MPI Series in Biological Cybernetics, Bd. 2
Virtual Environments have to some degree offered a solution for these demands. Recently, it has become increasingly possible to conduct psychophysical experiments with more than one sensory modality at a time. In this thesis, Virtual Reality (VR) technology was used to design multi-sensory experiments which look into some aspects of the complex multi-modal interactions of human behavior.
Contents: The first part of this PhD thesis describes a Virtual Reality laboratory which was built to allow the experimenter to stimulate four senses at the same time: vision, acoustics, touch, and the vestibular sense of the inner ear. Special purpose equipment is controlled by individual computers to guarantee optimal performance of the modality specific simulations. These computers are connected in a network functioning as a distributed system using asynchronous data communication. The second part of the thesis presents two experiments which investigate the ability of humans to perform spatial updating. These experiments contribute new scientific results to the field and serve, in addition, as proof of concept for the VR-lab. More specifically, the experiments focus on the following main questions: A) Which information do humans use to orient in the environment and maintain an internal representation about the current location in space?; B) Do the different senses code their percept in a single spatial representation which is used across modalities, or is the representation modality specific?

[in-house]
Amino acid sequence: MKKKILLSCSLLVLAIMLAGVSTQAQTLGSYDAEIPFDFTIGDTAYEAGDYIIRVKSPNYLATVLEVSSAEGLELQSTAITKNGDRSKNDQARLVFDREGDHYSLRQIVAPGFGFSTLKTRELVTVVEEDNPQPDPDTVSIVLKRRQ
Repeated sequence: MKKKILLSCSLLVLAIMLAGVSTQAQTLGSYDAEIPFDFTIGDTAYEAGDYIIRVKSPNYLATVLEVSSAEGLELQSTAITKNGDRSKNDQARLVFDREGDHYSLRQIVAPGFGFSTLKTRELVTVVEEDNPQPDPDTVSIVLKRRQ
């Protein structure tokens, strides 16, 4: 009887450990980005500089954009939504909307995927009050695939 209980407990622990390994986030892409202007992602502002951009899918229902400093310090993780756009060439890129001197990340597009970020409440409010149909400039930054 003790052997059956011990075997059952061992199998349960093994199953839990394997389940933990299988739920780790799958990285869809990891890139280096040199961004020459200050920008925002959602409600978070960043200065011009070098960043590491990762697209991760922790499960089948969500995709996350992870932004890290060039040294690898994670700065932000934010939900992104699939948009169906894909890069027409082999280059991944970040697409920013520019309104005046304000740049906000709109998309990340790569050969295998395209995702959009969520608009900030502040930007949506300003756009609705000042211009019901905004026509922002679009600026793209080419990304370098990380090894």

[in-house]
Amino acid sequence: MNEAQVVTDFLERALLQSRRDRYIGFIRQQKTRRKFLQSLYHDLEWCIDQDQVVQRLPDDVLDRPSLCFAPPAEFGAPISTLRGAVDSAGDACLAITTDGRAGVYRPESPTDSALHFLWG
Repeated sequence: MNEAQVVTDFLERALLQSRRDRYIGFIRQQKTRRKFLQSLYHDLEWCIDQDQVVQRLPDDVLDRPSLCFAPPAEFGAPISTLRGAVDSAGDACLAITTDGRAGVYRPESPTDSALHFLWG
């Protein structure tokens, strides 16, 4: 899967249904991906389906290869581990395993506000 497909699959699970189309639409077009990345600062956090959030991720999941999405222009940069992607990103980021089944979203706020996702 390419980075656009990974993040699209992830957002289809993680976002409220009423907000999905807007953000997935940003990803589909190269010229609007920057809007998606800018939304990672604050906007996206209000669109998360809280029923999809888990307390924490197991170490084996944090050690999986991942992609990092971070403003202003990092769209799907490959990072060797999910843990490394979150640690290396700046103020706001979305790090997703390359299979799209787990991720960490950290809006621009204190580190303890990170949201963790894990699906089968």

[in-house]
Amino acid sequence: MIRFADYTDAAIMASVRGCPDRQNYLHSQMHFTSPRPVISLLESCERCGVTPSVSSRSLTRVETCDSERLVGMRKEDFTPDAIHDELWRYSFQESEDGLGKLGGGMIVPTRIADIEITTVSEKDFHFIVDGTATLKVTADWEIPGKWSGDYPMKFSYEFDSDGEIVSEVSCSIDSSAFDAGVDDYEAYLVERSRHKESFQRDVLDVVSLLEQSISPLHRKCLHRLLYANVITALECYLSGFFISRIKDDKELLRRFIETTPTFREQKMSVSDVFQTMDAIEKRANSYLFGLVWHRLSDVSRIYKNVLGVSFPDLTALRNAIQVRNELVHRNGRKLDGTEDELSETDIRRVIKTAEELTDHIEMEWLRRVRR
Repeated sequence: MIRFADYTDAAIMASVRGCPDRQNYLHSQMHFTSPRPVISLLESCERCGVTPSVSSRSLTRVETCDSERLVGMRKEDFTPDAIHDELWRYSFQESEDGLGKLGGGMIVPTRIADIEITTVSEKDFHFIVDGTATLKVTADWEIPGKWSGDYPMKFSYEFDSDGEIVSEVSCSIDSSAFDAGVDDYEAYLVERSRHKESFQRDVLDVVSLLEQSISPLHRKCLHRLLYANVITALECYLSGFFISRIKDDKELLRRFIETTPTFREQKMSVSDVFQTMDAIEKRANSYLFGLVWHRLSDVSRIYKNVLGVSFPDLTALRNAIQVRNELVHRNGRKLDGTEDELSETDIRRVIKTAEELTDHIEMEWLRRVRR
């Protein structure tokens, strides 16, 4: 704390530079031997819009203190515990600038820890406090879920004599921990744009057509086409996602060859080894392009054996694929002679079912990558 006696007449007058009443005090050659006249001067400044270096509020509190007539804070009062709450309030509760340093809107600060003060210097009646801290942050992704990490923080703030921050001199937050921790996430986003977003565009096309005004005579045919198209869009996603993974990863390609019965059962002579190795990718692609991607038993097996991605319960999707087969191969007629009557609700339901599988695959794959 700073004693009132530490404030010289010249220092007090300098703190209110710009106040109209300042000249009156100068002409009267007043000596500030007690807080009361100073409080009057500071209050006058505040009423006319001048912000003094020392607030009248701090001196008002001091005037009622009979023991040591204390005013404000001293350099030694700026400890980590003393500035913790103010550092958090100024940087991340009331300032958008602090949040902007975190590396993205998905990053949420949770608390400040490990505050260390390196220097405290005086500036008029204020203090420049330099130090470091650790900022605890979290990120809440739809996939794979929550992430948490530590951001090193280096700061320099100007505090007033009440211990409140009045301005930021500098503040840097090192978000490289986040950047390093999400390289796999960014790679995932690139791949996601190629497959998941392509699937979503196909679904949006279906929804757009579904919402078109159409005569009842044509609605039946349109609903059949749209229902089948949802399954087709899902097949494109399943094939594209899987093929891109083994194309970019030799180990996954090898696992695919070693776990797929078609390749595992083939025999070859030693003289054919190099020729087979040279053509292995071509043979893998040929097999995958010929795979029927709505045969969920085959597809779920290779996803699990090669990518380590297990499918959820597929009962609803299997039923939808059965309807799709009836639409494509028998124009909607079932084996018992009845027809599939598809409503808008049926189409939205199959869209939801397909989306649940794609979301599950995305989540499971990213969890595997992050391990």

Results and Conclusions: The experimental results allow the following conclusions: A) Even without vision or acoustics, humans can verbally judge the distance traveled, peak velocity, and to some degree even maximum acceleration using relative scales. Therefore, they can maintain a good spatial orientation based on proprioception and vestibular signals; B) Learning the sequence of orientation changes with multiple modalities (vision, proprioception and vestibular input) enables humans to reconstruct their heading changes from memory. In situations with conflicting cues, the maximum percept from either of the modalities had a major influence on the reconstruction. Most of the naive subjects did not notice any conflicts between modalities. In total, this seems to suggest that there is a single spatial reference frame used for spatial memory. One possible model for cue integration might be based on a dynamically weighted sum of all modalities which is used to come up with a coherent percept and memory for spatial location and orientation.